Barb Hamilton, Leenie Madden, Beau, and I did a loop at Rosaryville trails as a last prep run before the HAT 50K this Saturday.  We had the entire park to ourselves until about 2 miles to go when the late rising moutain bikers started to show up.  It was truly sublime running in the quiet early morning, with the dew forming mosaic on the spiderwebs in the fields.

Everyone cross your fingers that the fine weather holds through Saturday.


Saturday mornings run on the trails was pure enjoyment.  It was one of those runs you think of when someone asks you "why do you to this".  Another episode of 'nothing I would have rather been doing, no one I would rather have been doing it with".

 I have always worn a watch (and now a GPS) on runs. In my early years it was, being a little anal, so I could meticulously watch my pace.  Later, it became more as data collection to review after the run, and to compare with previous run - near and long ago.  Now it is more for quick confirmation of pace versus effort - and to keep the history going.

   One aspect of wearing a watch (and using it) that we don't often think of or get to use it for is to bring us back to reality.  On those occasions when our training has been going well, we have put in the long winter runs and dragged ourselves out for track session; that we start to get that elusive feeling of invulnerability that comes with fitness.


THAT is a dangerous time, my friends!  When combined with beautiful weather, it has spelled disaster for many a runner.  You may recall a 'caution' I envoke - "too far, too fast, too soon".  That does not only apply to the early stages of training - but also to the later stages.  AS we get stronger we want to test our new strength, push the envelope, lower that time for our training route - or, (as happened to me this Saturday) we get caught up in the beauty of the trail and joy of effortless running, and you look down at your watch as see sub-8:30 min/mile - Not bad, except when a good tempo/taper pace before a 50k should be about 10:30-ish!


When the temperatures get warmer, the layers of running clothes comes off and the 'booty' shorts come out, should be a time for caution.  Keep reminding yourself of you long term goal.  Go back and review your training plan (you DO have a Plan, right?) to keep things in perspective.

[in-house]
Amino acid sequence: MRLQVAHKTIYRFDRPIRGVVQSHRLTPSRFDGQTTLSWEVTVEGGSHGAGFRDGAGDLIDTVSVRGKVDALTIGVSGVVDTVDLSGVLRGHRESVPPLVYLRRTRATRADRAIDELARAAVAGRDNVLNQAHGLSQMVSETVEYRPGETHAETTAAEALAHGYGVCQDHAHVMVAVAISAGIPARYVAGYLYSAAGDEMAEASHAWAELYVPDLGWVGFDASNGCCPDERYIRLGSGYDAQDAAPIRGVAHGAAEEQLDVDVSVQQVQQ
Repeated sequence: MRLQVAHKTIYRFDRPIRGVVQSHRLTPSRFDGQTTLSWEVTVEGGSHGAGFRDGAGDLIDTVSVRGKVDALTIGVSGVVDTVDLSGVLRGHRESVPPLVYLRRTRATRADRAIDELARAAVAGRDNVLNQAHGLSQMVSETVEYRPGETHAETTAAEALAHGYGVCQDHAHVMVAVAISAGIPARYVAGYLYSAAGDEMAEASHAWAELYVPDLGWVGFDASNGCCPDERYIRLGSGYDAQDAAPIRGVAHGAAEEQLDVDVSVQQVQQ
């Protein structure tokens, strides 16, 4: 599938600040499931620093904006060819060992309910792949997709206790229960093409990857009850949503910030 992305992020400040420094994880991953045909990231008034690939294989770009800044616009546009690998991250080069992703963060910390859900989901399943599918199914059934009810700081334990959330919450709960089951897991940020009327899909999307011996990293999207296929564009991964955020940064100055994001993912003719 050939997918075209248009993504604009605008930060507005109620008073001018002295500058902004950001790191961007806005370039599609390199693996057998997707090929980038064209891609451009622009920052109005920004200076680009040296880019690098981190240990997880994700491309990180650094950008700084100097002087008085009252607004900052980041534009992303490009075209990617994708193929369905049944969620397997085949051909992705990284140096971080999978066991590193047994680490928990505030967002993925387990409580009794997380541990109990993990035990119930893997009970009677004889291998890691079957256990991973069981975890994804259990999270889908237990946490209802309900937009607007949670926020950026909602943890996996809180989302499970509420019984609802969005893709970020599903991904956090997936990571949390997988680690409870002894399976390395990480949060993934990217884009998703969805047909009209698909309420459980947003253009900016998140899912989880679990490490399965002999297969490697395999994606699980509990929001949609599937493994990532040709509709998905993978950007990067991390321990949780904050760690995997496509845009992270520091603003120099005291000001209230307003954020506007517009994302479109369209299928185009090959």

Tips to Avoid Injury This Spring

When temperatures rise and the birds begin chirping, we get inspired to resume our warm-weather activities. For runners, that means the start of spring training.

Creating a seasonal race schedule and planning your running goals is exciting, but it's especially important to make injury prevention a top priority. If you spent more time in your slippers than your running shoes during winter, remember these three words: Take it slowly.


Step 1: Improve Technique


Take the first six weeks of training to work on technique. For starters, practice leaning slightly forward from your ankles, landing midfoot, and engaging your core muscles. On every run, pick two Form Focuses from the Chi Running book or DVD to work on, and practice each focus with as much precision as possible. Do Form Intervals to instill the technique in your body. 

Step 2: Increase Distance

Increase your mileage slowly so your body can adapt to longer distances. Don't increase your total weekly mileage by more than 10 percent per week, and remember to refuel and rehydrate more often on your longer runs.


Step 3: Gain Speed

Speed will come easily if you lay a good aerobic base first. For the first six weeks of training, never run faster than your maximum aerobic heart rate. This will build your aerobic capacity so that when/if you add speed workouts to your training, your body will be able to easily handle the increased oxygen demand.

Running faster than your maximum aerobic heart rate actually inhibits the production of capillary beds in the lining of your lungs and in your muscles, so resist the temptation to run speedy workouts at first.


While a heart rate monitor will give you the most accurate reading, here's how to roughly calculate your heart rate on your own:

Go out for a run and, after a good warm-up, take your pulse (at your wrist or at your carotid artery on your neck) by counting your heart rate for 15 seconds and multiplying by four. This will give you your current heart rate.

To determine your maximum aerobic heart rate, follow this simple "180 Formula" created by running coach Phil Maffetone:

  • Subtract your age from 180.
  • If you are recovering from a major illness, surgery or on any medication, subtract 10.
  • If you have not exercised before, or have been injured, regressing in your running, often get colds, or you have allergies, subtract five.
  • If you have been exercising for up to two years with no real problems and have not had colds or flu more than once or twice a year, subtract zero.
  • If you have been exercising for more than two years without any problems, making progress in competition without injury, add five.

If you let your heart rate get close to, but does not exceed, your maximum aerobic heart rate, you'll find that your speed will gradually increase, but your effort level will remain the same. You'll be able to run longer distances faster and without pain or injury. That's quality Spring training.



"It's never too late to be what you might have been "  George Elliot 






 Stay Healthy; 


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Bluepoint Race Management & Coaching LLC